The business partners who are involved in the handling of the workers’ compensation claim need to understand that transitional duty is required of all injured employees who are able to work in some capacity. The nurse case manager and the designated adjuster or dedicated adjuster(s) assigned to your work comp claims should understand that your company will return all injured employees to work as soon as the medical provider states what work restrictions are necessary.


The medical provider, whether employer selected or employee selected, should be advised there is a transitional duty job available to the injured employee. The medical provider should be given both a copy of the physical requirements of the employee’s regular job and a copy of the physical requirements of the transitional duty job that will be available to the employee. If it is a non-emergency situation, the physical requirements or the regular job and of the transitional duty job should be given to the medical provider prior to the first medical visit.  When this is not possible due to the need for immediate medical care, the physical requirements of both the regular duty job and the transitional duty job should be provided to the medical provider prior to the employee’s second medical appointment.


The employer should never allow the transitional duty job to interfere with the employee’s medical appointments, physical therapy appointments or other medical treatment.  The supervisor in charge of the transitional duty job position should be provided the date of the next medical appointment immediately following the most recently completed medical appointment to minimize the interruption in productivity of the department where the injured employee is working.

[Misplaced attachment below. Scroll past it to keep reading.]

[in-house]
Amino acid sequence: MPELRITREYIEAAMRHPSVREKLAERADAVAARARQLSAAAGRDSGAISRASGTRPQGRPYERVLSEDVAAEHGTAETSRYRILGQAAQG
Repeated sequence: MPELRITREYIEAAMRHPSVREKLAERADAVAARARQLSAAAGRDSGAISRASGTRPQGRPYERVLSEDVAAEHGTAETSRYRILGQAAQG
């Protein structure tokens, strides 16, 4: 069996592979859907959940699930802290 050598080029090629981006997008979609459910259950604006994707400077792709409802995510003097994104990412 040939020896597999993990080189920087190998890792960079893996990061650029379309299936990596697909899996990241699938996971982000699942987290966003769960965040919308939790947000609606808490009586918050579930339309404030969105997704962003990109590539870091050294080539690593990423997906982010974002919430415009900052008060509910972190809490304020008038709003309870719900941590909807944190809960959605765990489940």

Properly Designed & Implemented Program Ensures Success


The work comp coordinator within your company should coordinate the transitional duty position with the employee, with the supervisor of the transitional duty position and with the medical provider to be sure everyone is on board.  Any issue that arises with the employee working in the transitional duty position can be addressed timely by the work comp coordinator.  The work comp coordinator should also verify that the transitional duty job meets the work restrictions set by the medical provider.


The establishment and implementation of the transitional duty program before it is needed is the key to a successful program.  By designing your transitional duty program to accommodate the needs of the injured employees, you will ensure the success of your transitional duty program.




Michael Stack - AmaxxAuthor Michael Stack, CEO Amaxx LLC. He is an expert in workers’ compensation cost containment systems and helps employers reduce their workers’ comp costs by 20% to 50%.  He works as a consultant to large and mid-market clients, is a co-author of Your Ultimate Guide To Mastering Workers Comp Costs, a comprehensive step-by-step manual of cost containment strategies based on hands-on field experience, and is the founder & lead trainer of Amaxx Workers’ Comp Training Center.



Workers’ Comp Roundup Blog:


©2019 Amaxx LLC. All rights reserved under International Copyright Law.


Do not use this information without independent verification. All state laws vary. You should consult with your insurance broker, attorney, or qualified professional.

Professional Development Resource

Learn How to Reduce Workers Comp Costs 20% to 50%"Workers Compensation Management Program: Reduce Costs 20% to 50%"
Lower your workers compensation expense by using the
guidebook from Advisen and the Workers Comp Resource Center.
Perfect for promotional distribution by brokers and agents!
Learn More

Please don't print this Website

Unnecessary printing not only means unnecessary cost of paper and inks, but also avoidable environmental impact on producing and shipping these supplies. Reducing printing can make a small but a significant impact.

Instead use the PDF download option, provided on the page you tried to print.

Powered by "Unprintable Blog" for Wordpress -